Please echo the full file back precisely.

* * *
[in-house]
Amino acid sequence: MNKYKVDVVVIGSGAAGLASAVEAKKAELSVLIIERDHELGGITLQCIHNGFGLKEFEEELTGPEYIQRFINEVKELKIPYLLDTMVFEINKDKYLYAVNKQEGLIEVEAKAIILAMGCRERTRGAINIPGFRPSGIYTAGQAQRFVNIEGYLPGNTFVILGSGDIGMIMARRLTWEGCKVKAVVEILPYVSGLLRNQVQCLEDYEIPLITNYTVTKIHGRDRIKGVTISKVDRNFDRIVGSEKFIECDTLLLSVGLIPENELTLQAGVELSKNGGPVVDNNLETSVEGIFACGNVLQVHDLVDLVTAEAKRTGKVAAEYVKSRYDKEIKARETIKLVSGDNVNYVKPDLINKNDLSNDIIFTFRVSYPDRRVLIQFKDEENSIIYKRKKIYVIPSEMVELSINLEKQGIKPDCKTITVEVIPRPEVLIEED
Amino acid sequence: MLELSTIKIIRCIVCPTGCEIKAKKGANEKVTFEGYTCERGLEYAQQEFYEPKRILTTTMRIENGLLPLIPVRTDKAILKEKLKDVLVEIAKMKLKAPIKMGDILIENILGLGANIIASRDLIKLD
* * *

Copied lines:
[in-house]
Amino acid sequence: MNKYKVDVVVIGSGAAGLASAVEAKKAELSVLIIERDHELGGITLQCIHNGFGLKEFEEELTGPEYIQRFINEVKELKIPYLLDTMVFEINKDKYLYAVNKQEGLIEVEAKAIILAMGCRERTRGAINIPGFRPSGIYTAGQAQRFVNIEGYLPGNTFVILGSGDIGMIMARRLTWEGCKVKAVVEILPYVSGLLRNQVQCLEDYEIPLITNYTVTKIHGRDRIKGVTISKVDRNFDRIVGSEKFIECDTLLLSVGLIPENELTLQAGVELSKNGGPVVDNNLETSVEGIFACGNVLQVHDLVDLVTAEAKRTGKVAAEYVKSRYDKEIKARETIKLVSGDNVNYVKPDLINKNDLSNDIIFTFRVSYPDRRVLIQFKDEENSIIYKRKKIYVIPSEMVELSINLEKQGIKPDCKTITVEVIPRPEVLIEED
Amino acid sequence: MLELSTIKIIRCIVCPTGCEIKAKKGANEKVTFEGYTCERGLEYAQQEFYEPKRILTTTMRIENGLLPLIPVRTDKAILKEKLKDVLVEIAKMKLKAPIKMGDILIENILGLGANIIASRDLIKLD